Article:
US 4552135 A
A belt for supporting the back and especially for bracing and supporting the lower spinal column, is often referred to as the "small" of the back. The lower marginal end of the spinal column, located at the small of the back, appears to be the first part of a person's back which tires or becomes uncomfortable when a person is driving a vehicle for an extended length of time. This back fatigue also occurs when a person is improperly standing or improperly lifting and carrying heavy objects from one to another location. The present invention is for a belt which adjustably reinforces the small of the back in a manner to reduce fatigue and discomfort, such as referred to above. The belt has a relatively small front belt which girdles the stomach and a relatively large rear belt which is superimposed over the small of the back. The rear belt has a centrally located pad which includes a chamber. The chamber is filled with open cell sponge-like material. A valve connects the chamber with the atmosphere, and controls the flow of air into and out of the chamber. When one compresses the rear belt between his body and the back of a seat, air is expelled through the valve and from the chamber. When the compression force is removed from the rear belt, the sponge-like material forces the chamber walls apart, causing air to flow through the valve and into the chamber.
1. A back support apparatus for supporting the small of one's back, said apparatus is an elongated, circumferentially extending belt which is adapted to be releasably placed about a person's trunk;
said belt apparatus includes a center panel connected to opposed elongated flexible end panels, the end panels have marginal free ends which terminate in a fastener means by which the opposed free ends can be fastened together and thereby girdle the trunk of a person;
said center panel is adapted to be placed at the small of one's back, and has an inside surface which can be brought to bear against a person's trunk, a variable cushion positioned on said inside surface, said cushion is of a size to be received within the small of one's back;
said cushion is in the form of an enclosure which forms a variable chamber, said variable chamber is connected to the atmosphere by a valve means; biasing means contained within said variable chamber for urging the variable chamber walls to expand outwardly and thereby fill the variable chamber with atmospheric air when said valve means is open.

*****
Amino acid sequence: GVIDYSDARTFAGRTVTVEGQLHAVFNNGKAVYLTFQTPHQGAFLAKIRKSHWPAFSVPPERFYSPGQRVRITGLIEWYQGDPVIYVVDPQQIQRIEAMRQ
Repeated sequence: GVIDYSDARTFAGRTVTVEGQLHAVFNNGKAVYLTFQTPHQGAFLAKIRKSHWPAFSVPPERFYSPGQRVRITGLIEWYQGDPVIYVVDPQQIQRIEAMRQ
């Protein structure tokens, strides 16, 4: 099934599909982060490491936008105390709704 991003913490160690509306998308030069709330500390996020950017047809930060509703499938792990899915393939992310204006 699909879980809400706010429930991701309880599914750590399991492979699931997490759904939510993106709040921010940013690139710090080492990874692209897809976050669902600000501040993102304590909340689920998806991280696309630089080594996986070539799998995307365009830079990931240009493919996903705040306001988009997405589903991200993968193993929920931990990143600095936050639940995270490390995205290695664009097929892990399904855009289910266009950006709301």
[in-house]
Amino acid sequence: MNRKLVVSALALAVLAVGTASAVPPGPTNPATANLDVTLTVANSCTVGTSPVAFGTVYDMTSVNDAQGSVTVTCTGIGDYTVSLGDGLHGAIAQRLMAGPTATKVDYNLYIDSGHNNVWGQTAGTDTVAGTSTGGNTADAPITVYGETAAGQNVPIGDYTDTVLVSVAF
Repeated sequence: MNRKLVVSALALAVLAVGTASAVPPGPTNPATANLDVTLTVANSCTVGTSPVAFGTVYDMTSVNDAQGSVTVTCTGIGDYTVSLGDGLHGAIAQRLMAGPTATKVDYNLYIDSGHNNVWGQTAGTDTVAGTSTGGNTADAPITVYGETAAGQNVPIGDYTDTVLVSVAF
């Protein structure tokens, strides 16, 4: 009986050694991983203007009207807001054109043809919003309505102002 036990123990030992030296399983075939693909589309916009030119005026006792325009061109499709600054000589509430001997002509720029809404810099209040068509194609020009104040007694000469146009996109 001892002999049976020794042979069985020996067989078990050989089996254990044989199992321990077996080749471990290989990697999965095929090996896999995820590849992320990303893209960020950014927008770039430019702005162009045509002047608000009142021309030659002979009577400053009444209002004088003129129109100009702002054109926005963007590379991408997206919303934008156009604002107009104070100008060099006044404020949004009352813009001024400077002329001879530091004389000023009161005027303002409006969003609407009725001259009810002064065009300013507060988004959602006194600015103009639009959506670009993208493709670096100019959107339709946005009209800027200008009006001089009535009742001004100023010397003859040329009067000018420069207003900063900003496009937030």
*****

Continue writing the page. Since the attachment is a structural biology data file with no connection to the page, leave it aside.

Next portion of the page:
2. The belt of claim 1 wherein said center panel is relatively wide respective to the width of said end panels, the interior of said cushion is filled with sponge-like material to thereby provide said biasing means; said center panel is relatively wide at a medial length thereof and has upper and lower edges which curve towards one another and join to the relative narrow end panels.
3. The belt of claim 2 wherein the belt apparatus is made of a plurality of layers of flexible material; said marginal free ends of said end panels overlap one another and are fastened together by velcro fastening material.
4. The belt of claim 1 wherein said belt is made of multi-layer fabric material attached to one another in sandwiched relationship to present a flexible belt which can be adjusted to conform to a person's back and stomach.
5. A back support apparatus comprising an oblated center having upper and lower edges which curve towards one another to form relatively narrow opposed elongated panels; said panels terminate in a fastener means at the free ends thereof;
a variable cushion attached centrally to the center, said cushion is of a size to be received against and provide support for the small of one's back;
said cushion is made into the form of an enclosure means; a marginal peripheral edge of said enclosure means is attached to the inside wall surface of said center; a valve means for controlling flow of ambient air into and out of said enclosure means; biasing means contained within said enclosure means for urging the walls of the enclosure means apart and thereby effecting a pressure differential between the interior of the enclosure and ambient so that ambient air flows into and out of said variable cushion when the enclosure walls are forced away and towards one another.